We are living in tumultuous times, when the world seems to have been turned upside down, but many of the saints who have gone before did, too. O, Lord, make me faithful in this wicked and perverse generation.
Posts Tagged With: prayer
In north Wales, in 1748, God was saving many souls through the ministry of the Methodists. A baron named Sir Watkin became a terrible persecutor. He was levying fines on the poor who heard the Methodist preachers and threatened to evict them off the land, and he owned most of the land in the region. “A number of poor people had gathered in a prayer meeting, and one of those praying obtained such a hold on God as he pleaded with him to halt the persecution that he was assured on rising from his knees that his requests had been heard in heaven. He gave out a hymn of his own composition to sing, noting his feelings:
Queen Esther now is near
To entering the King’s chamber
A pardon to her he’ll extend,
Sir Watkin’s evil works will end.
It is at that moment, so it is said, when this verse was being sung in the prayer meeting, that the baron met his end at Wynnestay Park.” While riding his horse, ”the rider was thrown onto his head on the ground, and died on the spot.”
*Jones & Morgan, The Calvinistic Methodist Fathers of Wales, vol I, pp. 519, 520
In fine, supplication for pardon, with humble and ingenuous confession of guilt, forms both the preparation and commencement of right prayer. For the holiest of men cannot hope to obtain any thing from God until he has been freely reconciled to him. God cannot be propitious to any but those whom he pardons. Hence it is not strange that this is the key by which believers open the door of prayer, as we learn from several passages in The Psalms. David, when presenting a request on a different subject, says, “Remember not the sins of my youth, nor my transgressions; according to thy mercy remember me, for thy goodness sake, O Lord,” (Psalm 25:7). Again, “Look upon my affliction and my pain, and forgive my sins,” (Psalm 25:18). Here also we see that it is not sufficient to call ourselves to account for the sins of each passing day; we must also call to mind those which might seem to have been long before buried in oblivion. For in another passage the same prophet, confessing one grievous crime, takes occasion to go back to his very birth, “I was shapen in iniquity, and in sin did my mother conceive me,” (Psalm 51:5); 2154not to extenuate the fault by the corruption of his nature, but as it were to accumulate the sins of his whole life, that the stricter he was in condemning himself, the more placable God might be. But although the saints do not always in express terms ask forgiveness of sins, yet if we carefully ponder those prayers as given in Scripture, the truth of what I say will readily appear; namely, that their courage to pray was derived solely from the mercy of God, and that they always began with appeasing him. For when a man interrogates his conscience, so far is he from presuming to lay his cares familiarly before God, that if he did not trust to mercy and pardon, he would tremble at the very thought of approaching him. There is, indeed, another special confession. When believers long for deliverance from punishment, they at the same time pray that their sins may be pardoned;465 for it were absurd to wish that the effect should be taken away while the cause remains. For we must beware of imitating foolish patients who, anxious only about curing accidental symptoms, neglect the root of the disease.466 Nay, our endeavour must be to have God propitious even before he attests his favour by external signs, both because this is the order which he himself chooses, and it were of little avail to experience his kindness, did not conscience feel that he is appeased, and thus enable us to regard him as altogether lovely. Of this we are even reminded by our Savior’s reply. Having determined to cure the paralytic, he says, “Thy sins are forgiven thee;” in other words, he raises our thoughts to the object which is especially to be desired—viz. admission into the favour of God, and then gives the fruit of reconciliation by bringing assistance to us. But besides that special confession of present guilt which believers employ, in supplicating for pardon of every fault and punishment, that general introduction which procures favour for our prayers must never be omitted, because prayers will never reach God unless they are founded on free mercy. To this we may refer the words of John, “If we confess our sins, he is faithful and just to forgive us our sins and to cleanse us from all unrighteousness,” (1 John 1:9). Hence, under the law it was necessary to consecrate prayers by the expiation of blood, both that they might be accepted, and that the people might be warned that they were unworthy of the high privilege until, being purged from their defilements, they founded their confidence in prayer entirely on the mercy of God.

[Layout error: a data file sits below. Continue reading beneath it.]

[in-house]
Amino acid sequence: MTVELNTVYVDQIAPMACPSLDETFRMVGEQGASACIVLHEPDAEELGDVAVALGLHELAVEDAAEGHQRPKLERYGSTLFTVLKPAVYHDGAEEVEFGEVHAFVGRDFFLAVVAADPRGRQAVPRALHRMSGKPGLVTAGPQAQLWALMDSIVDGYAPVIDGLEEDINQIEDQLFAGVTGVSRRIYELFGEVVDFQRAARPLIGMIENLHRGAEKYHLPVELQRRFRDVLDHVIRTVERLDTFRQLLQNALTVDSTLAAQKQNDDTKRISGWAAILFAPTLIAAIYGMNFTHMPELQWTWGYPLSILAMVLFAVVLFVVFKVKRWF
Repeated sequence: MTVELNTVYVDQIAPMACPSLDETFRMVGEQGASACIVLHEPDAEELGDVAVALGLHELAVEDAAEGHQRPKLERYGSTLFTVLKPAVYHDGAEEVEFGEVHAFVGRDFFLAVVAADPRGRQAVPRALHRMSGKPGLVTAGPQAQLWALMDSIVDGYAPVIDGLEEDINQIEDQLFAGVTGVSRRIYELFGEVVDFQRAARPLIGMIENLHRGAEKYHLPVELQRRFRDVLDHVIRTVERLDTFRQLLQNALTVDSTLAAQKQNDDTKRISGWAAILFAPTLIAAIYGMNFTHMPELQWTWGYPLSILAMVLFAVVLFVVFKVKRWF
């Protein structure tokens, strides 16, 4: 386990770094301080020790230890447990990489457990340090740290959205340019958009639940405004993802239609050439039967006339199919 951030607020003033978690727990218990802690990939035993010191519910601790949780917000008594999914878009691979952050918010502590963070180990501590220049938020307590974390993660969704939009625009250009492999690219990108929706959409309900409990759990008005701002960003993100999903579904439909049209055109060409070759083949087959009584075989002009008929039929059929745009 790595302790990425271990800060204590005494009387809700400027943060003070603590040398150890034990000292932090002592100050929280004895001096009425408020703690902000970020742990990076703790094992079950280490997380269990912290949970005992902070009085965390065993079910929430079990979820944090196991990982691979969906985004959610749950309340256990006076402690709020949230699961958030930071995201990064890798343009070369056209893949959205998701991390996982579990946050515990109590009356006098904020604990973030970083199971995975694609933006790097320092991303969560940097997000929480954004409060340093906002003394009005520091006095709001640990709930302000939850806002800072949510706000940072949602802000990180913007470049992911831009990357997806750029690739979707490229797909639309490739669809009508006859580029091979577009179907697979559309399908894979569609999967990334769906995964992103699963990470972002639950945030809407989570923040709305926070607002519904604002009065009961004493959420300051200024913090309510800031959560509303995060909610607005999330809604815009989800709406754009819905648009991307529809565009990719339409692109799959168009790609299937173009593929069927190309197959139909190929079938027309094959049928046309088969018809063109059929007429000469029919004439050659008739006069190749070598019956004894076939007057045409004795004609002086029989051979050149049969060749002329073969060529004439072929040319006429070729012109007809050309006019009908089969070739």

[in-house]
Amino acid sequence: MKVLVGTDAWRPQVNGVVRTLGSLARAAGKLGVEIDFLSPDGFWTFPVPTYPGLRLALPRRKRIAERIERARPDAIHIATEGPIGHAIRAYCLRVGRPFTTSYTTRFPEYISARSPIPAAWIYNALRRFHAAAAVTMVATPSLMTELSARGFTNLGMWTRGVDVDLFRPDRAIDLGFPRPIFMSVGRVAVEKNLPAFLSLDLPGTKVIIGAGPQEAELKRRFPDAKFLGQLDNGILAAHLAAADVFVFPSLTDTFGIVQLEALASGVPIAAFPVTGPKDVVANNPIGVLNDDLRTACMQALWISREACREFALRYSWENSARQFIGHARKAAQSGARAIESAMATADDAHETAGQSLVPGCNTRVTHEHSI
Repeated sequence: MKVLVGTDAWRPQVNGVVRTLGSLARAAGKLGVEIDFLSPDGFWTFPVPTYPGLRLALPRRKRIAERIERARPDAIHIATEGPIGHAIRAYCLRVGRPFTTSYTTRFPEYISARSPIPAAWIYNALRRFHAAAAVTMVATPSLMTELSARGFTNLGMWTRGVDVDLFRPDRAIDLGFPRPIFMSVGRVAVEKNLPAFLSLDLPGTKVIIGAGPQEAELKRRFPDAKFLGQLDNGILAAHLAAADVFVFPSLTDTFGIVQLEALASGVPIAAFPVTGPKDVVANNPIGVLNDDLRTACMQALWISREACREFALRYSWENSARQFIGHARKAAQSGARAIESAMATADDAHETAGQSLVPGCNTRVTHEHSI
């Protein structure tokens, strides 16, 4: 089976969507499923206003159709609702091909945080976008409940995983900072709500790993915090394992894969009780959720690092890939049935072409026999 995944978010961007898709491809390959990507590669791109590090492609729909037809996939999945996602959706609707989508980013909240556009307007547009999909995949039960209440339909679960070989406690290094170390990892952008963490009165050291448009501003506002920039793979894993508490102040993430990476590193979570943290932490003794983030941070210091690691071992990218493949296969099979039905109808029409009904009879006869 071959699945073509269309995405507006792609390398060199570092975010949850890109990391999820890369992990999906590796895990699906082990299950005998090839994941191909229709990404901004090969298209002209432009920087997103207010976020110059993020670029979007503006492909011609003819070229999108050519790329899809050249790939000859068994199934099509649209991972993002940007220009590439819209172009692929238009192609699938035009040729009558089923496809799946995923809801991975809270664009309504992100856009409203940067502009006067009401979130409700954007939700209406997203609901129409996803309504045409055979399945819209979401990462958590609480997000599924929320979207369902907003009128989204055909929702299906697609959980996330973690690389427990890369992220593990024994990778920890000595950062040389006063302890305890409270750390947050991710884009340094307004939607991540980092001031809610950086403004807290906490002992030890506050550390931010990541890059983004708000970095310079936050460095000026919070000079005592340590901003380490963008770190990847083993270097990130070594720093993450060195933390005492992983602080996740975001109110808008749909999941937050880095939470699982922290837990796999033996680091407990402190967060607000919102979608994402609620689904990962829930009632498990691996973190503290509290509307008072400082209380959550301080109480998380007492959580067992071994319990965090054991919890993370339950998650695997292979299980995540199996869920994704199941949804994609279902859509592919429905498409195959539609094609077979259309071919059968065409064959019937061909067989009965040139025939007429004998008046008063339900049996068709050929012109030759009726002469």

The Institutes of the Christian Religion, Book III, Chapter XX, Section 9.
resourced from: http://www.ccel.org/ccel/calvin/institutes.v.xxi.html
from The Valley of Vision
When I am discouraged in my ministry
and full of doubts about my self,
fasten me upon the rock of thy eternal election,
then my hands will not hang down,
and I shall have hope for myself and others.
Thou dost know thy people by name,
and wilt at the appointed season
lead them out of a natural to a gracious state
by thy effectual calling.
This is the ground of my salvation,
the object of my desire,
the motive of my ministry.